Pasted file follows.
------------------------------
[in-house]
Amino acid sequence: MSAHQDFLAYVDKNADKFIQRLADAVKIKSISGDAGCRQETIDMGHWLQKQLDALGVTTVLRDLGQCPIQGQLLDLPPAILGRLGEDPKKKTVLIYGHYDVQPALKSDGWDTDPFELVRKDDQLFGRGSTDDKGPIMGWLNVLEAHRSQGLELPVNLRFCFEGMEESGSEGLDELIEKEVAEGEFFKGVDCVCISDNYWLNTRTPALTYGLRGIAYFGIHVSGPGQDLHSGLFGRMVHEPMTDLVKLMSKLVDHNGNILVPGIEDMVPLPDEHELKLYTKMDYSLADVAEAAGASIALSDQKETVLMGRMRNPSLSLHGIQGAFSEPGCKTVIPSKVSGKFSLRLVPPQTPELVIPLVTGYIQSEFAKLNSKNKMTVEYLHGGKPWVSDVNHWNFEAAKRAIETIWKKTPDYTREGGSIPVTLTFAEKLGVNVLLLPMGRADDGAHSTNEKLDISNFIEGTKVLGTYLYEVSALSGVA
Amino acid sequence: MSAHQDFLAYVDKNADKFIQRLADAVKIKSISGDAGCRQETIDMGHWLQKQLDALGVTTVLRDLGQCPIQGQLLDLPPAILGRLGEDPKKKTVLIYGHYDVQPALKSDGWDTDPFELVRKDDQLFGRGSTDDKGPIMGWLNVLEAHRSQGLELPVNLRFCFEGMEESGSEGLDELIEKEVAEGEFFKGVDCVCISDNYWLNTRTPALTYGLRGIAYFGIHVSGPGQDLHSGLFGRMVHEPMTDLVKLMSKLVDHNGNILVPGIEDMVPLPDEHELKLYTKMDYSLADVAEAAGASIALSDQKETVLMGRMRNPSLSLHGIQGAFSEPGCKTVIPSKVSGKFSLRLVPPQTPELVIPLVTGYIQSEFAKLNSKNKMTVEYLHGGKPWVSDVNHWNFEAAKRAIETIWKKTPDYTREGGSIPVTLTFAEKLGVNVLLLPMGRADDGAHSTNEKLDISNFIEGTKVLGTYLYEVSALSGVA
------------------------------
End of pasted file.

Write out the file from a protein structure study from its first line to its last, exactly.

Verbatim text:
[in-house]
Amino acid sequence: MSAHQDFLAYVDKNADKFIQRLADAVKIKSISGDAGCRQETIDMGHWLQKQLDALGVTTVLRDLGQCPIQGQLLDLPPAILGRLGEDPKKKTVLIYGHYDVQPALKSDGWDTDPFELVRKDDQLFGRGSTDDKGPIMGWLNVLEAHRSQGLELPVNLRFCFEGMEESGSEGLDELIEKEVAEGEFFKGVDCVCISDNYWLNTRTPALTYGLRGIAYFGIHVSGPGQDLHSGLFGRMVHEPMTDLVKLMSKLVDHNGNILVPGIEDMVPLPDEHELKLYTKMDYSLADVAEAAGASIALSDQKETVLMGRMRNPSLSLHGIQGAFSEPGCKTVIPSKVSGKFSLRLVPPQTPELVIPLVTGYIQSEFAKLNSKNKMTVEYLHGGKPWVSDVNHWNFEAAKRAIETIWKKTPDYTREGGSIPVTLTFAEKLGVNVLLLPMGRADDGAHSTNEKLDISNFIEGTKVLGTYLYEVSALSGVA
Amino acid sequence: MSAHQDFLAYVDKNADKFIQRLADAVKIKSISGDAGCRQETIDMGHWLQKQLDALGVTTVLRDLGQCPIQGQLLDLPPAILGRLGEDPKKKTVLIYGHYDVQPALKSDGWDTDPFELVRKDDQLFGRGSTDDKGPIMGWLNVLEAHRSQGLELPVNLRFCFEGMEESGSEGLDELIEKEVAEGEFFKGVDCVCISDNYWLNTRTPALTYGLRGIAYFGIHVSGPGQDLHSGLFGRMVHEPMTDLVKLMSKLVDHNGNILVPGIEDMVPLPDEHELKLYTKMDYSLADVAEAAGASIALSDQKETVLMGRMRNPSLSLHGIQGAFSEPGCKTVIPSKVSGKFSLRLVPPQTPELVIPLVTGYIQSEFAKLNSKNKMTVEYLHGGKPWVSDVNHWNFEAAKRAIETIWKKTPDYTREGGSIPVTLTFAEKLGVNVLLLPMGRADDGAHSTNEKLDISNFIEGTKVLGTYLYEVSALSGVA